Virus protection software and firewalls provide protection, but it is also useful to monitor the number of network connections. For example, a denial of service of attack or a brute force ssh login attack will increase the number of open connections. This can happen if an attacker bypassed the virus protection or firewall.
Bronshae monitors the number of open TCP and UDP connections along with other network services. If the number of open connections are above a specified threshold, then a notification is generated. Someone receiving the notification can then investigate whether it is an attack or a misbehaving application. The threshold can be changed on a server by server basis to accomodate different levels of open connections. The graph below depicts a simulated attack where the number of active connections spiked to 800 tcp connections.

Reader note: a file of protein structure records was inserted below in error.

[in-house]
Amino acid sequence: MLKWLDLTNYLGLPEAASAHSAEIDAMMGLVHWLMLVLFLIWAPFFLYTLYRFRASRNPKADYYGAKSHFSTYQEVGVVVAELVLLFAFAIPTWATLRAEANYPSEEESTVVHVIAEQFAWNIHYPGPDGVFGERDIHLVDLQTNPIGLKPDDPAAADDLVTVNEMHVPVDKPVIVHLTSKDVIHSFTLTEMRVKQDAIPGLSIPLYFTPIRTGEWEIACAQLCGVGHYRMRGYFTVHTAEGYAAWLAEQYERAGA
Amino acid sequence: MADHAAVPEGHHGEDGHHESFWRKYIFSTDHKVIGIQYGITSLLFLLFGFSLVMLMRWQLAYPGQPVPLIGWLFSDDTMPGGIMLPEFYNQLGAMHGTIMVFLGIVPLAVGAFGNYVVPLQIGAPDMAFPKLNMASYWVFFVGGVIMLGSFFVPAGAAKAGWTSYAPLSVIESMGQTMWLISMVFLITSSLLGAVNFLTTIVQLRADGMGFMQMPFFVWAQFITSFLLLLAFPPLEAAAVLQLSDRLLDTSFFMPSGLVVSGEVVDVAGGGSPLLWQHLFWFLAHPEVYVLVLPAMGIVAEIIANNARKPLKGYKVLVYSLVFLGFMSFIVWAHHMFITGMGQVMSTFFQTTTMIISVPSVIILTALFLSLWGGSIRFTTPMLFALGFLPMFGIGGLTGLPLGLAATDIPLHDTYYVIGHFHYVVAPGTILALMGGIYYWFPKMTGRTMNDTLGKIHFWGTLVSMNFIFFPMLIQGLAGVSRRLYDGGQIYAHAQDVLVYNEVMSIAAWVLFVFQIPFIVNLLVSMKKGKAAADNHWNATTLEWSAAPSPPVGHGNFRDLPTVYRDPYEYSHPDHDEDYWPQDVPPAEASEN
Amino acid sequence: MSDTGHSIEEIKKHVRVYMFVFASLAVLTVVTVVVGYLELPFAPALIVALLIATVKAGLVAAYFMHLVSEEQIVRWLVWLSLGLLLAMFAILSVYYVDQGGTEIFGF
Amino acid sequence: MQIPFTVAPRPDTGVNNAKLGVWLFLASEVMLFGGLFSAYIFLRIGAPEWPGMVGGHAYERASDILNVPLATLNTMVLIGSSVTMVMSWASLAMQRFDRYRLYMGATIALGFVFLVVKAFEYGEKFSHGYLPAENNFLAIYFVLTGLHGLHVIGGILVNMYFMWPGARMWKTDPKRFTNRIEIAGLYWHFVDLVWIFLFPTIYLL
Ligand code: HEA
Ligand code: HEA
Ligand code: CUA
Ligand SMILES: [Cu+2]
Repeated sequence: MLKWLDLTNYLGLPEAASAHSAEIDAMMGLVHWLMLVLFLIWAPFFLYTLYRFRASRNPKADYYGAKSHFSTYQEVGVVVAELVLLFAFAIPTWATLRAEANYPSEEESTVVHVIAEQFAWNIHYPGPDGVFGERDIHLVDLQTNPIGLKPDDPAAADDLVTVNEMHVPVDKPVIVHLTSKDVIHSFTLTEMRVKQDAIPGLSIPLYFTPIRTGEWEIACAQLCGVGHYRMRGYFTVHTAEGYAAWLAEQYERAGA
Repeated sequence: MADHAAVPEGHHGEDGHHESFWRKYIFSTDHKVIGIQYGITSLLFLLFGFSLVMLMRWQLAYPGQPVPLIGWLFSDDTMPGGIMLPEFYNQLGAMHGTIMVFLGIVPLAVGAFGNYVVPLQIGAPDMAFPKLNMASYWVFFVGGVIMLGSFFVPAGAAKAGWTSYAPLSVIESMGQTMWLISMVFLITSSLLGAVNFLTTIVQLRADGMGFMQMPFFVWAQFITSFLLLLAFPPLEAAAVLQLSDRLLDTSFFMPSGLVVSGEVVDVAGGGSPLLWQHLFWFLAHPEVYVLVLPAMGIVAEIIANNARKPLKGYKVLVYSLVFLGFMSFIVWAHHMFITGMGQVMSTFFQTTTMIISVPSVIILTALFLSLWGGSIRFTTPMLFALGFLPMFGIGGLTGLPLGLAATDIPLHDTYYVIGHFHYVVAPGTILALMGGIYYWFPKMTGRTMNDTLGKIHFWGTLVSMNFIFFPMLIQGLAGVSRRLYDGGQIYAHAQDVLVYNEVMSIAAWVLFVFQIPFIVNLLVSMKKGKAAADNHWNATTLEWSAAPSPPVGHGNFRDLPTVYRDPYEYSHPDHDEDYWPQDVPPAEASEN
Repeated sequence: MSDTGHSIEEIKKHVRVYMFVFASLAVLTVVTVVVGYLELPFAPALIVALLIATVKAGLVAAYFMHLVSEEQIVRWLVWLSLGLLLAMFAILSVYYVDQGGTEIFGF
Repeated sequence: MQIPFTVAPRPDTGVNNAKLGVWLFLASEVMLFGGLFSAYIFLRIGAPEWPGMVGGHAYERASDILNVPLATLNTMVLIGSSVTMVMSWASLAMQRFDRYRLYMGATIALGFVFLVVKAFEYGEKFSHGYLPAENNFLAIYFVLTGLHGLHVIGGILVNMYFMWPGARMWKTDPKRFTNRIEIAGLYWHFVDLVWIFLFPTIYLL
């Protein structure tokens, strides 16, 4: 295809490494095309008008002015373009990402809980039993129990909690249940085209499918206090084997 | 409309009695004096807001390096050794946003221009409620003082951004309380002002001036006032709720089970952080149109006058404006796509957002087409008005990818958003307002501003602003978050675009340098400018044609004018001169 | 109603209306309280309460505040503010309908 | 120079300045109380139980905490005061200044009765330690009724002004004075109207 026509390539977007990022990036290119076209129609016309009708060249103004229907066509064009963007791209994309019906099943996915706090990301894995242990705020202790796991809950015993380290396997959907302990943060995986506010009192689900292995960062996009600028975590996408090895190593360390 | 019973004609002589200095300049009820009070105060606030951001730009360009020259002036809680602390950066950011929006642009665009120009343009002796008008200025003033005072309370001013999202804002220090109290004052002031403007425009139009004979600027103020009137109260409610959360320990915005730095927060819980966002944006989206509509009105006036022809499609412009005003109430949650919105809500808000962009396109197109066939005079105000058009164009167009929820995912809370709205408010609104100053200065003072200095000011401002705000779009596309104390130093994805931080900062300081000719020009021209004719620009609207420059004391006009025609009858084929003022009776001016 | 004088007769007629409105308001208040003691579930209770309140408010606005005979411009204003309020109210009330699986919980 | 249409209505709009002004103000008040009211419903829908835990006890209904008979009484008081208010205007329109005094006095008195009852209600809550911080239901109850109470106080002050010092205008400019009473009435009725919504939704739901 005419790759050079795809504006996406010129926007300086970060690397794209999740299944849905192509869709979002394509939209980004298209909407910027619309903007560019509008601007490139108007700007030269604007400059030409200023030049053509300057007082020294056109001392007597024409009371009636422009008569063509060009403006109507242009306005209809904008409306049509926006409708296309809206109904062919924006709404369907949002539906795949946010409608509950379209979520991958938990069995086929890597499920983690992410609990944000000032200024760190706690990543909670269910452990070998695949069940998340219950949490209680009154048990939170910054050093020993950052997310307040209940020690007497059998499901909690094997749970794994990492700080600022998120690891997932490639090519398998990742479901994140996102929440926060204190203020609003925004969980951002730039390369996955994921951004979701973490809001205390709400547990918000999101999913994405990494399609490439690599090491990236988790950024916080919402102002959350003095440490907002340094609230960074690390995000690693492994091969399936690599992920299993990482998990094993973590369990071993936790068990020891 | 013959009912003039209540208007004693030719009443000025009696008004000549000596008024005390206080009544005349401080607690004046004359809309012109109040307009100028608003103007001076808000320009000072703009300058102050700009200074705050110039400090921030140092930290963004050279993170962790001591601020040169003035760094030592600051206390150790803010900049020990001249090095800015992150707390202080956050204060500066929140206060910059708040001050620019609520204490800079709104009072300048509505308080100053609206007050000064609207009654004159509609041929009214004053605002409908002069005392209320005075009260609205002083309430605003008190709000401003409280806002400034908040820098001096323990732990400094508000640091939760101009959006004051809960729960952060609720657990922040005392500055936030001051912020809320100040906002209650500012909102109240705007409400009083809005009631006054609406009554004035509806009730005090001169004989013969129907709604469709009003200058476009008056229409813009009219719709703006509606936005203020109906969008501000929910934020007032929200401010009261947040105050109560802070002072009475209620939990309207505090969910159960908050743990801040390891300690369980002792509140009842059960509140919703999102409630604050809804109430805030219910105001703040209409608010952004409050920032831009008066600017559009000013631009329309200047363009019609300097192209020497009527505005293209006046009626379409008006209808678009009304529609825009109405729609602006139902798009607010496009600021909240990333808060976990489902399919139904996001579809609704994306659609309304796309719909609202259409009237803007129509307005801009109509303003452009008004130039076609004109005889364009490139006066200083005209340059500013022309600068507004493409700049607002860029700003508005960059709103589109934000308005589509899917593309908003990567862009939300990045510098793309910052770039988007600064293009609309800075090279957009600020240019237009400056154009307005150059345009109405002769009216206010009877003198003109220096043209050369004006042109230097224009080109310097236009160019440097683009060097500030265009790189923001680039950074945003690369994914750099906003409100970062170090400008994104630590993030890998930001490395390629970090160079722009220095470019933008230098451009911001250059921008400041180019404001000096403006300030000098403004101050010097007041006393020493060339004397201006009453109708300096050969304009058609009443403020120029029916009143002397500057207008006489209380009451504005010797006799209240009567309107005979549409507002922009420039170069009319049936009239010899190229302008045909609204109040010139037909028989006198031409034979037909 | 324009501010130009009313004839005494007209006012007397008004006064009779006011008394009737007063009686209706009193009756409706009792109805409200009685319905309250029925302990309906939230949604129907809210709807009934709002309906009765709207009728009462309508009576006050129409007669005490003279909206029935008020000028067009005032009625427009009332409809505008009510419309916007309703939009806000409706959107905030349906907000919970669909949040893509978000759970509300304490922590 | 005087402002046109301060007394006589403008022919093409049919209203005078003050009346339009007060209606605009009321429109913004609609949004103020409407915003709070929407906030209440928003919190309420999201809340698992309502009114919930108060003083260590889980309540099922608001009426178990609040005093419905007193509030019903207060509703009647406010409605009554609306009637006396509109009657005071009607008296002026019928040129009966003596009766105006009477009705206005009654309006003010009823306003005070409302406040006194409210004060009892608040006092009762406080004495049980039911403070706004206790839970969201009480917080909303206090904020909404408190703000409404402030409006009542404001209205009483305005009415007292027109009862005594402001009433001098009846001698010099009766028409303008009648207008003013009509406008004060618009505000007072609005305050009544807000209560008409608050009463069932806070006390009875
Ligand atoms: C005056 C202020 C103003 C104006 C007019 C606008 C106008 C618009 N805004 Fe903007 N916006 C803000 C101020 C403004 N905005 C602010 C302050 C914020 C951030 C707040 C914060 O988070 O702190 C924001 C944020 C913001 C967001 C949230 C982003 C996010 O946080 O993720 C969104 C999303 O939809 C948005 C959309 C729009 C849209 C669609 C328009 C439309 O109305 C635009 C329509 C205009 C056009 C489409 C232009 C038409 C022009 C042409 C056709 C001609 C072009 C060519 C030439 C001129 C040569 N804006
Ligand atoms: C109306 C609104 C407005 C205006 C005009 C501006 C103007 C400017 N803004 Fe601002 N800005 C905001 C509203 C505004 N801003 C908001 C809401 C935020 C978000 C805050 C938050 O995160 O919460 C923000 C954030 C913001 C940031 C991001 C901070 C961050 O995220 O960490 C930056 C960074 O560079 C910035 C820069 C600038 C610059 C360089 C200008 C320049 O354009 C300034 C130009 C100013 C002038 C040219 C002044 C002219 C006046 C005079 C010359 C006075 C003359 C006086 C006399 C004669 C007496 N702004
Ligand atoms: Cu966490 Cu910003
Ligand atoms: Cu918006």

On Linux hosts, Bronshae monitors the logged in user. If an attacker had used a brute force password attack, the successful login will be displayed along with the time. This information can be queried from either the user interface or from the command line. In the example, below I have queried several servers to identify who is currently logged in. The "(unknown)" user is possibly some kind of issue on Debian Linux.
By using Bronshae, you can add another level of attack detection. Knowing when a system has been compromised or under attack helps to increase the infrastructure security.